On Being Honest
I went to see my therapist last week. I went to see my therapist last week. I smile at this sentence because it's one I wouldn't have written ten years ago. Ten years ago, I'm not sure I believed in therapy. I only started going when Dad was diagnosed out of the blue with terminal cancer. For the first time in my life, I thought to myself, quite rationally I believe, This is big. This is something I need help processing. I've seen a therapist on and off since that moment and it's something I'm no longer sheepish about sharing.
Anyway, I went for my monthly appointment at the brutal, beautiful hour of 6am. I sat in that chair and I began as I tend to begin by saying something rather banal about the weather, by noting things are pretty good with me. But this time I backtracked. Not because things aren't going well. I trust they are. But, still, there is stuff. Harder, trickier, more interesting, if everyday, stuff to talk about and through, and my goodness, this was my chance to do just that. No more chit-chat, I implored myself. No more candy-coating. No more platitudes.
While I believe in the virtue of keeping our discussions private, I will say that we talked about overwhelm, anxiety, excitement, alcohol, fear, family, creativity, confidence, resilience, priorities and the necessity of setting limits. I told her, and reminded myself, that I'm happiest when I keep things simple, when I'm consistent about reading and writing and spending lots of time with my guy and my girls. At the end of our session, I felt a bit drained, but also remarkably peaceful. This is what honesty does.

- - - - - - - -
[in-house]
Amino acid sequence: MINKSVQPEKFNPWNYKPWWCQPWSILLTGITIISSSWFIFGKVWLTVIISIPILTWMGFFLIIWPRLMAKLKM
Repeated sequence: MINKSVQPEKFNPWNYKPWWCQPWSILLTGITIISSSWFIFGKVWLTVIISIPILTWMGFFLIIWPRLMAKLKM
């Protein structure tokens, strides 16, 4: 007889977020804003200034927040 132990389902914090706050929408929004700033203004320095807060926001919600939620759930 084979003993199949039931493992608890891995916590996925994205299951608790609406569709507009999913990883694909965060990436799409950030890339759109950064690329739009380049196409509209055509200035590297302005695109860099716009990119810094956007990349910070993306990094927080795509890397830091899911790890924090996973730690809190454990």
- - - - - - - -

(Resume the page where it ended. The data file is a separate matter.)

I've been thinking lots about what it means to be truly honest with ourselves, others, the world. Is it even possible to be truly honest? What does this mean? Whatever it is and means, I know it takes discipline. It's so easy, it's so encouraged, to edit our selves and our stories, to package them more sweetly, more simply. We live in an add-filter world. What's more, not every moment is the right one to hold the messy truth of our real lives.
In any event, it feels right to think about all of this. Particularly now. A busy and bright season beckons and I want to face it and feel it with open eyes and and a big, honest heart. I don't want to bullshit too much about the weather and other stuff that doesn't really matter. A little of this, fine, but not too much.
Honesty. It's exquisite, ineffable stuff. It's important. Hard, sometimes. But we must not forget it in the shuffle of our busy days. We must make it a point to be real in this world that sometimes insists that we be anything but.